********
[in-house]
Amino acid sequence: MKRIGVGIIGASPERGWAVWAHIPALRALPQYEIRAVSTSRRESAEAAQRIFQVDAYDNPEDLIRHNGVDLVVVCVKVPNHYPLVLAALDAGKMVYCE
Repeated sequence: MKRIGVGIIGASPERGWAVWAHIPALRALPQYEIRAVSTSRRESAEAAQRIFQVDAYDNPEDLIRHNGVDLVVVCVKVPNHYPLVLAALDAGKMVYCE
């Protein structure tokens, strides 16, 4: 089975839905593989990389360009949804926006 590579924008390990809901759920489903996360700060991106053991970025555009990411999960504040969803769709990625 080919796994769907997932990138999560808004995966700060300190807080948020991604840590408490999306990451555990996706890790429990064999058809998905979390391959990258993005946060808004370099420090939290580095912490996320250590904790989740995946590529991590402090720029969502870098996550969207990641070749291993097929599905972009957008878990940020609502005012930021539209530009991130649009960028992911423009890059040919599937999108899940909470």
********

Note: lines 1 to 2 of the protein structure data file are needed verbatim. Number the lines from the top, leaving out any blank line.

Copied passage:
[in-house]
Amino acid sequence: MKRIGVGIIGASPERGWAVWAHIPALRALPQYEIRAVSTSRRESAEAAQRIFQVDAYDNPEDLIRHNGVDLVVVCVKVPNHYPLVLAALDAGKMVYCE